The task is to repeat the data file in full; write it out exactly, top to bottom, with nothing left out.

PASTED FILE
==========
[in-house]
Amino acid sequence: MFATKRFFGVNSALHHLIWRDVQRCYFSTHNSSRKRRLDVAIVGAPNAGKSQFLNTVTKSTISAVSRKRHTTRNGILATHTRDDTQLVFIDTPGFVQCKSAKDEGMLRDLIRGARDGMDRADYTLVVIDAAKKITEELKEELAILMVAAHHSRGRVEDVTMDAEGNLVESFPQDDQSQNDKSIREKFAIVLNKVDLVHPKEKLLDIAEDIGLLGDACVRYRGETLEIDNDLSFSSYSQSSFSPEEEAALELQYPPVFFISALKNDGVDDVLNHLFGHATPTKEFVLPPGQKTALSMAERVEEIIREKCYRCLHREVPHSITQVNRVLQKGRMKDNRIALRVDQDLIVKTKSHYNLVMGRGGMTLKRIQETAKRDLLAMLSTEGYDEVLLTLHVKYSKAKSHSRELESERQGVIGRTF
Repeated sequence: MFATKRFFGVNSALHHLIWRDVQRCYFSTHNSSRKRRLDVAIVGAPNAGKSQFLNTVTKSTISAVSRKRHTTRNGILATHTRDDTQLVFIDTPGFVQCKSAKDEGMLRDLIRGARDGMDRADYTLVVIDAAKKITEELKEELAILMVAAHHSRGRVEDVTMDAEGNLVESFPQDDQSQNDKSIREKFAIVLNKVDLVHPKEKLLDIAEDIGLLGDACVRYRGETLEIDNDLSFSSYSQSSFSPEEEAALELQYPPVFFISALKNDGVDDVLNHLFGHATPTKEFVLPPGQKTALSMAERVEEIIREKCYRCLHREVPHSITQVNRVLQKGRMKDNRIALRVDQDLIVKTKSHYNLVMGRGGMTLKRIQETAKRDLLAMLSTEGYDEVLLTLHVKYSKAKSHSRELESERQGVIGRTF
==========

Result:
[in-house]
Amino acid sequence: MFATKRFFGVNSALHHLIWRDVQRCYFSTHNSSRKRRLDVAIVGAPNAGKSQFLNTVTKSTISAVSRKRHTTRNGILATHTRDDTQLVFIDTPGFVQCKSAKDEGMLRDLIRGARDGMDRADYTLVVIDAAKKITEELKEELAILMVAAHHSRGRVEDVTMDAEGNLVESFPQDDQSQNDKSIREKFAIVLNKVDLVHPKEKLLDIAEDIGLLGDACVRYRGETLEIDNDLSFSSYSQSSFSPEEEAALELQYPPVFFISALKNDGVDDVLNHLFGHATPTKEFVLPPGQKTALSMAERVEEIIREKCYRCLHREVPHSITQVNRVLQKGRMKDNRIALRVDQDLIVKTKSHYNLVMGRGGMTLKRIQETAKRDLLAMLSTEGYDEVLLTLHVKYSKAKSHSRELESERQGVIGRTF
Repeated sequence: MFATKRFFGVNSALHHLIWRDVQRCYFSTHNSSRKRRLDVAIVGAPNAGKSQFLNTVTKSTISAVSRKRHTTRNGILATHTRDDTQLVFIDTPGFVQCKSAKDEGMLRDLIRGARDGMDRADYTLVVIDAAKKITEELKEELAILMVAAHHSRGRVEDVTMDAEGNLVESFPQDDQSQNDKSIREKFAIVLNKVDLVHPKEKLLDIAEDIGLLGDACVRYRGETLEIDNDLSFSSYSQSSFSPEEEAALELQYPPVFFISALKNDGVDDVLNHLFGHATPTKEFVLPPGQKTALSMAERVEEIIREKCYRCLHREVPHSITQVNRVLQKGRMKDNRIALRVDQDLIVKTKSHYNLVMGRGGMTLKRIQETAKRDLLAMLSTEGYDEVLLTLHVKYSKAKSHSRELESERQGVIGRTF